2    Civil Society Pushback Clicks into High Gear

Whereas governments and international organisations seem to remain somewhat unequal to the task of pushing back against the myriad threats to democracy worldwide, civil society worldwide appears to be stepping up the pushback for 2020. The billionaire philanthropist George Soros – much reviled by authoritarian leaders worldwide – has pledged $1 billion to fund a new Open Society University Network (OSUN) to combat the “twin challenges” of authoritarian governments and climate change. Two new centres have been launched: as well as Cambridge University’s new Centre for the Future of Democracy, mentioned above, a new Chicago Center on Democracy at the University of Chicago aims to provides a space for both researchers to further their work on democracy, and to host Bright Line Watch, an initiative to monitor democratic practices, their resilience, and potential threats. In Asia, the Asia Democracy Network (ADN) just announced its #2020Pushback Campaign “calling all democracy advocates to unite and begin fighting back against threats and attacks to democracy.”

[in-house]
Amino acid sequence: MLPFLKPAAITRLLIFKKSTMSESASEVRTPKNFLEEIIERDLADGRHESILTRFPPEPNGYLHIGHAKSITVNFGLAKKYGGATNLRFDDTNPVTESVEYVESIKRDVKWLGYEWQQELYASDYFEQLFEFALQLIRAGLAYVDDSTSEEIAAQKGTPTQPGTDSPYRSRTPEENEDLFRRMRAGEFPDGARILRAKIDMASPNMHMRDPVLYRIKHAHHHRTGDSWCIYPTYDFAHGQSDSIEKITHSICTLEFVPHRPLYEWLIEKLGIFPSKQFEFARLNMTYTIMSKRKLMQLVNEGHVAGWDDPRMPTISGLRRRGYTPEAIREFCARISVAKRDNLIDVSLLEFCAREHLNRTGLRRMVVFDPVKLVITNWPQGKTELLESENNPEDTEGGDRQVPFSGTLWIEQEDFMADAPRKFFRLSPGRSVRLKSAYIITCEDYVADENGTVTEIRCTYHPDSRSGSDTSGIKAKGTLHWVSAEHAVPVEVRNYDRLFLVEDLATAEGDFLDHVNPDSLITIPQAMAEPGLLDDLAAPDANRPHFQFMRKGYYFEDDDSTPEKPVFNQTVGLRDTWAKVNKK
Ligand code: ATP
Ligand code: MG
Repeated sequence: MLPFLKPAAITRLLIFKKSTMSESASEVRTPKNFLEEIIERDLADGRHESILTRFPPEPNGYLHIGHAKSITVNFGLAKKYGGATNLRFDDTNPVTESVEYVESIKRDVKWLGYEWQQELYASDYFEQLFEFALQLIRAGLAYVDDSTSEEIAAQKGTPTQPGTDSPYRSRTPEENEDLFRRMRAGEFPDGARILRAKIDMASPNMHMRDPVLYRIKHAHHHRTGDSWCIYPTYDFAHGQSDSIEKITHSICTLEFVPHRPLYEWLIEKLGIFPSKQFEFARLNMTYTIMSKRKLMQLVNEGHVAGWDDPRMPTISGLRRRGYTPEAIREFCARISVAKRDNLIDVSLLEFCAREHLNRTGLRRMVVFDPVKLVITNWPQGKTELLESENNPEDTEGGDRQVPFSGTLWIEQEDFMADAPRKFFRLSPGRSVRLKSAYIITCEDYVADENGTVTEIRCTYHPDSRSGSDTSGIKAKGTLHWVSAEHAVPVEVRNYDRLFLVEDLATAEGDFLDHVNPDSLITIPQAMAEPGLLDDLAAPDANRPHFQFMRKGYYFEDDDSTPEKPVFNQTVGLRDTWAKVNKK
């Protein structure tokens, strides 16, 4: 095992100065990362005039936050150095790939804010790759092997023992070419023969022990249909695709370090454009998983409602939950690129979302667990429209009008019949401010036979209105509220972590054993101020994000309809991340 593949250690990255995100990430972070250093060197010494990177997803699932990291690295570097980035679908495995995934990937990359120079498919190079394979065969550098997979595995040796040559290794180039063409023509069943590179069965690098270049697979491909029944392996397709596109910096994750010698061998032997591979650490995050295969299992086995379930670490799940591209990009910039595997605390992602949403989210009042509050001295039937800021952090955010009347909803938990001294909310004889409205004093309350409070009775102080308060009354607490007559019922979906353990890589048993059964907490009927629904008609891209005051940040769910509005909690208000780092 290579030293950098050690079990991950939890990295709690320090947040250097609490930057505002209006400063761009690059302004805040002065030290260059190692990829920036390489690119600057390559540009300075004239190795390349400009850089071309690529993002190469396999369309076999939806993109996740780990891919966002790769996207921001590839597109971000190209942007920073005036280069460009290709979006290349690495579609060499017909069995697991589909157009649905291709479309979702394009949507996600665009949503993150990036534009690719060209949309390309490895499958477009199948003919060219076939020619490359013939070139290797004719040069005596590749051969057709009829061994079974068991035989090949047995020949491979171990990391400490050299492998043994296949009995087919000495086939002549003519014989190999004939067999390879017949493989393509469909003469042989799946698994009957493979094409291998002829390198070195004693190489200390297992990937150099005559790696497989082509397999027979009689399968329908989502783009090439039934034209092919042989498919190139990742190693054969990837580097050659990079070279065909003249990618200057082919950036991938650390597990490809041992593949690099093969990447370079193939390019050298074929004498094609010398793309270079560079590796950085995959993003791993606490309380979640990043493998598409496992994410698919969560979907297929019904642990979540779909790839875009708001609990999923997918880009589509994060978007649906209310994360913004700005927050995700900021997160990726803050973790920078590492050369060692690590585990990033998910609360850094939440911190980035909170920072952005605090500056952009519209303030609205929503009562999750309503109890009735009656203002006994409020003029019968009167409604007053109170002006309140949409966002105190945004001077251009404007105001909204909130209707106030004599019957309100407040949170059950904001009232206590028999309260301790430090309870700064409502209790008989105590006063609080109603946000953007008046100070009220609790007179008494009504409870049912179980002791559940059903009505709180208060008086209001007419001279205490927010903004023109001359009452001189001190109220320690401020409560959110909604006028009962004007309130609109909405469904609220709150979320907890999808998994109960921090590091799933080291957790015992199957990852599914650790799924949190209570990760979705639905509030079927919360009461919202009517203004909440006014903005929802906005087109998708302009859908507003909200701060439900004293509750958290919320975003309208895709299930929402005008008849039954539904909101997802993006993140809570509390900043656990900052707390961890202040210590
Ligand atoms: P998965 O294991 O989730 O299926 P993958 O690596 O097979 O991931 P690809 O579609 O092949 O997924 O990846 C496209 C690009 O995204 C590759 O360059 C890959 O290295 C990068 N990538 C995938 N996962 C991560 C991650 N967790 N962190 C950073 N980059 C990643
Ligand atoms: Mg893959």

3    The International Face of Pushback